8. Running clothes are mostly a matter of preference. However there a huge number of brands that offer moisture wicking and breathability. I like most of the Nike brands as well as the C9 brand from Target. I also prefer to wear compression shorts under my running shorts as to letting my boys fly free in the built-in-webbing. Reebok makes a nice compression short that is actually much lighter and cheaper than my Underarmor shorts, but Underarmor has a wider variety of styles and lengths that I've found.

9. For night time/pre-dawn running, I've tried several different reflector and light options, but the easiest, if not the dorkiest, has to be the headlamp. It's nice to have the extra light without having to worry about carrying a flashlight over any long distance. I'm using a Ray-O-Vac headlamp with 5 different main lamp settings. The main lamp is also adjustable so that you can change the angle of the light. It has a red light on the rear battery pack for cars approaching from behind you. It has an adjustable main strap that goes around your head as well as a second strap that goes over the top of your head to keep the headlamp from sliding down your forehead. This second strap might not be necessary if the lamp were a bit lighter, but I think it is probably a good thing to have.

Well that covers most of the junk that I've bought lately, but is any of this stuff really necessary? With the exception of the RoadID (if you are a road runner), then the answer is probably no. The beauty of running is that it can be as low tech/basic as a pair of shoes and socks, some shorts and t-shirt. Beyond those basic necessities (there are some people who would argue that the basic list is still too long, but those minimalist guys are pretty hardcore, and possibly a little crazy), anything else is just icing on the cake. They aren't necessary, but some, like the GPS, can be really fun. My thought is, the more you dress like a runner, the more you will feel like one and will be more comfortable going out every day or every other day to conquer your mileage demons. So good luck and godspeed.

Saturday, October 3, 2009

Things I don't understand

Yeah, I know; the things that I don't understand could take up several volumes...just ask my wife. But in this case, my musings are fairly specific. I was in court on Tuesday and the judge told me that she was impressed with my weight loss and she didn't think that she could ever do it. Then just the other day, one of my friends who has also taken up running stated rather matter-of-factly that she was not going to train like me, because she wasn't ever going to be as fast as me. But why is that? Of course, I have the benefit of superior genetics (;p), but can't we all break through our limitations?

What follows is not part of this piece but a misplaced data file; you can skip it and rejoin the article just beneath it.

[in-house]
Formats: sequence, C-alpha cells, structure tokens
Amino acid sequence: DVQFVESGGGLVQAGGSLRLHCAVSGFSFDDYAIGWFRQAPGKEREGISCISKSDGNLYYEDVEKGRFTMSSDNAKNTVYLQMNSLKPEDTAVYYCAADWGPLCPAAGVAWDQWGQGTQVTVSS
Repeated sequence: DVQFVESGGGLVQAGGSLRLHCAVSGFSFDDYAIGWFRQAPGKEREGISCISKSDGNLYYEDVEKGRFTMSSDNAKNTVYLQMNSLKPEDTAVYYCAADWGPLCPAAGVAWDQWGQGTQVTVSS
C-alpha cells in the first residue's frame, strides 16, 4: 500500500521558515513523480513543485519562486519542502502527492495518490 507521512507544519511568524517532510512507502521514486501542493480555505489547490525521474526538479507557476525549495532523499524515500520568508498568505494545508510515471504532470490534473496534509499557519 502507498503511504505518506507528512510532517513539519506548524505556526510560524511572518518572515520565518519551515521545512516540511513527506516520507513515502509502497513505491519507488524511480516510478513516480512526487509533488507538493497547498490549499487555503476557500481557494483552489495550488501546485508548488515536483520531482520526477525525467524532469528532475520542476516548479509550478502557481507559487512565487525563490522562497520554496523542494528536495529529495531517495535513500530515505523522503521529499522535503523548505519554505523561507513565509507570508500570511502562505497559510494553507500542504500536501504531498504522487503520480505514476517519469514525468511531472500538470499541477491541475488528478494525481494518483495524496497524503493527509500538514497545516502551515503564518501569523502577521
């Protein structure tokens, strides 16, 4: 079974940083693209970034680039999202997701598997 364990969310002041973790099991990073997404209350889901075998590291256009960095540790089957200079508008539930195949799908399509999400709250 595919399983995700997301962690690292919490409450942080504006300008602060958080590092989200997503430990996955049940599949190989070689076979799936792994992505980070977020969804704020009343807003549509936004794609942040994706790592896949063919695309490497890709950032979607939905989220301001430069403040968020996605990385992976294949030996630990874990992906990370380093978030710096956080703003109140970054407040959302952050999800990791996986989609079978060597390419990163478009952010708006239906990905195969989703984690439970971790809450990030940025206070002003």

Take the Biggest Loser. Those guys lose hundreds of pounds in such a short time that it seems implausible. So how is it possible? Is it just time and training? They have the benefit of nutritionists, physical trainers, and time dedicated to just losing weight. Much like athletes who dominate the playing fields, they focus their life in pursuit of their chosen sport...becoming stronger, faster and better than the other guy. Granted Peyton Manning, Tiger Woods, Ryan Hall and Kara Goucher are all also supremely gifted to the extent that few will ever reach their level of achievement or talent.

Does real life (i.e. paying bills, getting kids to school, etc.) make the difference? I couldn't have gotten as far as I have without the support and understanding of my family. Unlike those sports mega-stars, my life doesn't revolve solely around my chosen sport. Running doesn't pay the bills, so I do have to spend some time working according to that pesky IRS.

Then there is the genetics/talent factor as one of my friends pointed out to me. My level of fitness won't be the same as someone else's. I think that I can safely say that I will not ever achieve the 4 minute mile. But if given time and training, why can't I? Assuming that I could train like an Olympic level athlete would I ever be able to achieve Olympic-like greatness? I seriously doubt it. Like my wife says, if it was easy, everyone would do it.

Surely attitude is part of the equation. If I don't have the desire to pound my body against the road, I wouldn't do it. But attitude can only take you so far, I think. Is it the magical formula of attitude, ability, training and time? Attitude motivates you. Ability sets your genetic ceiling. Training teaches you how to reach your goal. Time shapes and mixes the 3 other factors towards reaching your goal.

I was looking over some of my old races. This time last year I was barely running 10 mins/mile over a 5k. Now, I've somehow managed to reach 6:59 mins/mile! That's not a world-shaking time, but I would never have guessed that I could have achieved that last year. I was just hoping to be able to run 8 mins/mile by this time. Part of it has to be my utter disregard for proper training regimens, and part of it has to be my family's willingness to endure my time away from home. But what is the other part? I never considered myself an athlete of any level, and I barely do now. As my wife says, "What is my deal?" I don't know. And now I've kinda forgotten my point. Maybe it is: we can all be great in our own ways, if we can get out there and try? Later kids.